Zoledronic acid inhibits macrophage/microglia-assisted breast cancer cell invasion.

Rietkötter E, Menck K, Bleckmann A, Farhat K, Schaffrinski M, Schulz M, Hanisch UK, Binder C, Pukrop T - Oncotarget (2013)

ZA decreases microglia (MG)-induced invasiveness of MCF-7 cells(A) ZA decreases MG-induced invasiveness of MCF-7 cells shown by microinvasion assay of MCF-7 cells alone (white bar) and in coculture with MG in the absence (gray bar) or presence of 1 μM ZA (black bar). Invasiveness is indicated as percentage of the control MCF-7 cells alone (means ± SD, n = 3, *P < 0.05). (B) MTT assay of organotypic brain slices treated with ZA at the concentrations indicated or methanol (MeOH) reveal no toxic effects of ZA on the tissue. MTT reduction is given as percentage of untreated slices (means ± SD, n = 6, *P < 0.001). (C) ZA decreases the expression of F4/80 and Csf-1R but not Gfap in organotypic brain slices measured by qRT-PCR. Tissue was treated with 1 μM (gray bars), 2 μM (black bars) or 5 μM (black doted bars) ZA for 72 h. Relative expression levels are indicated as fold changes to the untreated control (means ± SD, n = 3, *P < 0.001). (D) ZA decreases MCF-7 cell invasion in organotypic whole-brain slice cocultures. Tumor cell invasion was quantified in the absence (left bar) and presence (right bar) of 2 μM ZA (n = number of slices; +++ = highliy invasive; ++ = moderately invasive; + = low invasive; 0 = non-invasive) (*P = 0.01). (E) Picture of organotypic brain slices cocultured with GFP-labeled MCF-7 cells (green) and stained with isolectin B4-674 (blue) and αGFAP-TRITC (red) in the absence (left) and presence (right) of 2 μM ZA. Scale bars indicate 50 μm.
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Related In: Results  -  Collection

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Figure 4: ZA decreases microglia (MG)-induced invasiveness of MCF-7 cells(A) ZA decreases MG-induced invasiveness of MCF-7 cells shown by microinvasion assay of MCF-7 cells alone (white bar) and in coculture with MG in the absence (gray bar) or presence of 1 μM ZA (black bar). Invasiveness is indicated as percentage of the control MCF-7 cells alone (means ± SD, n = 3, *P < 0.05). (B) MTT assay of organotypic brain slices treated with ZA at the concentrations indicated or methanol (MeOH) reveal no toxic effects of ZA on the tissue. MTT reduction is given as percentage of untreated slices (means ± SD, n = 6, *P < 0.001). (C) ZA decreases the expression of F4/80 and Csf-1R but not Gfap in organotypic brain slices measured by qRT-PCR. Tissue was treated with 1 μM (gray bars), 2 μM (black bars) or 5 μM (black doted bars) ZA for 72 h. Relative expression levels are indicated as fold changes to the untreated control (means ± SD, n = 3, *P < 0.001). (D) ZA decreases MCF-7 cell invasion in organotypic whole-brain slice cocultures. Tumor cell invasion was quantified in the absence (left bar) and presence (right bar) of 2 μM ZA (n = number of slices; +++ = highliy invasive; ++ = moderately invasive; + = low invasive; 0 = non-invasive) (*P = 0.01). (E) Picture of organotypic brain slices cocultured with GFP-labeled MCF-7 cells (green) and stained with isolectin B4-674 (blue) and αGFAP-TRITC (red) in the absence (left) and presence (right) of 2 μM ZA. Scale bars indicate 50 μm.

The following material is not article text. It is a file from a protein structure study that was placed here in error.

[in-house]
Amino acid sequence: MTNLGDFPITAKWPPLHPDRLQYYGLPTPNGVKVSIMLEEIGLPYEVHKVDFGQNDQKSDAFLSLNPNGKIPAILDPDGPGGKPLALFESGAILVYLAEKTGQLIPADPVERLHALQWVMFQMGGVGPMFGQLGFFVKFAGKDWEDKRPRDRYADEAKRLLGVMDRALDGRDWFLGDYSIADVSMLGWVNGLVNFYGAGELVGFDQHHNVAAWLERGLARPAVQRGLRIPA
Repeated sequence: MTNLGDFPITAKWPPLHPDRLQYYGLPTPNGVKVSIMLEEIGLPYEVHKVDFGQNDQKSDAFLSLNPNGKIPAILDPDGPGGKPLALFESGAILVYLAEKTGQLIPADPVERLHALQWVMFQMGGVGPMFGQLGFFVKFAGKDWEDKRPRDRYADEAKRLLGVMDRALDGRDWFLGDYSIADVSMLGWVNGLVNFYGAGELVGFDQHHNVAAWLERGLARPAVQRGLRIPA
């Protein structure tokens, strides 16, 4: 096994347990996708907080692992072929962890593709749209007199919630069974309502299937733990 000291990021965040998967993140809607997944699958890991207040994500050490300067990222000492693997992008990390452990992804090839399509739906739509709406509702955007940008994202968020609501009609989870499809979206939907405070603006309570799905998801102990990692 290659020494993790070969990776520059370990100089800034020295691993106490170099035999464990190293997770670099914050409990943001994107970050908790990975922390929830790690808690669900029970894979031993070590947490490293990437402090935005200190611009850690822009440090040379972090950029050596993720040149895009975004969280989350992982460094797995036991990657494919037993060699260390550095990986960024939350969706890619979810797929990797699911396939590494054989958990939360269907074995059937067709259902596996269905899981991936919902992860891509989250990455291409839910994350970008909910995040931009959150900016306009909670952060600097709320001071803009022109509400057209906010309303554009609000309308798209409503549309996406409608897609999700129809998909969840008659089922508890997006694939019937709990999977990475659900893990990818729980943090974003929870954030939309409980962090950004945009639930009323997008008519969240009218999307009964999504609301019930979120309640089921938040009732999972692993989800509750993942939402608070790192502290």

Mentions: To demonstrate that ZA could also affect the resident macrophage-like populations in target organs of metastasis other than the bone, we investigated the effects of ZA on different aspects during cerebral metastasis. In modified Boyden chamber assays, conducting indirect coculture of breast cancer cells and microglia, ZA reduced the microglia-induced invasion of MCF-7 cells nearly to the basal level (Fig. 4 A). Most importantly, these effects were detected at concentrations (1 μM) which showed no influence on the carcinoma cells.

Bottom Line: In line with this, manipulation of microglia by ZA in organotypic brain slice cocultures reduced the tissue invasion by carcinoma cells.Thus, anti-metastatic effects of ZA are predominantly caused by modulating the microenvironment.Most importantly, our findings demonstrate that ZA reduced microglia-assisted invasion of cancer cells to the brain tissue, indicating a potential therapeutic role in the prevention of cerebral metastasis.

View Article: PubMed Central - PubMed

Affiliation: Department of Hematology/Oncology, University Medical Center, 37099 Göttingen, Germany.

ABSTRACT
The bisphosphonate zoledronic acid (ZA) significantly reduces complications of bone metastasis by inhibiting resident macrophages, the osteoclasts. Recent clinical trials indicate additional anti-metastatic effects of ZA outside the bone. However, which step of metastasis is influenced and whether thisis due to directtoxicity on cancer cells or inhibition of the tumor promoting microenvironment, is unknown. In particular, tumor-associated and resident macrophages support each step of organ metastasis and could be a crucial target of ZA. Thus, we comparatively investigate the ZA effects on: i) different types of macrophages, ii) on breast cancer cells but also iii) on macrophage-induced invasion. We demonstrate that ZA concentrations reflecting the plasma level affected viability of human macrophages, murine bone marrow-derived macrophages as well as their resident brain equivalents, the microglia, while it did not influence the tested cancer cells. However, the effects on the macrophages subsequently reduced the macrophage/microglia-induced invasiveness of the cancer cells. In line with this, manipulation of microglia by ZA in organotypic brain slice cocultures reduced the tissue invasion by carcinoma cells. The characterization of human macrophages after ZA treatment revealed a phenotype/response shift, in particular after external stimulation. In conclusion, we show that therapeutic concentrations of ZA affect all types of macrophages but not the cancer cells. Thus, anti-metastatic effects of ZA are predominantly caused by modulating the microenvironment. Most importantly, our findings demonstrate that ZA reduced microglia-assisted invasion of cancer cells to the brain tissue, indicating a potential therapeutic role in the prevention of cerebral metastasis.

Show MeSH
Related in: MedlinePlus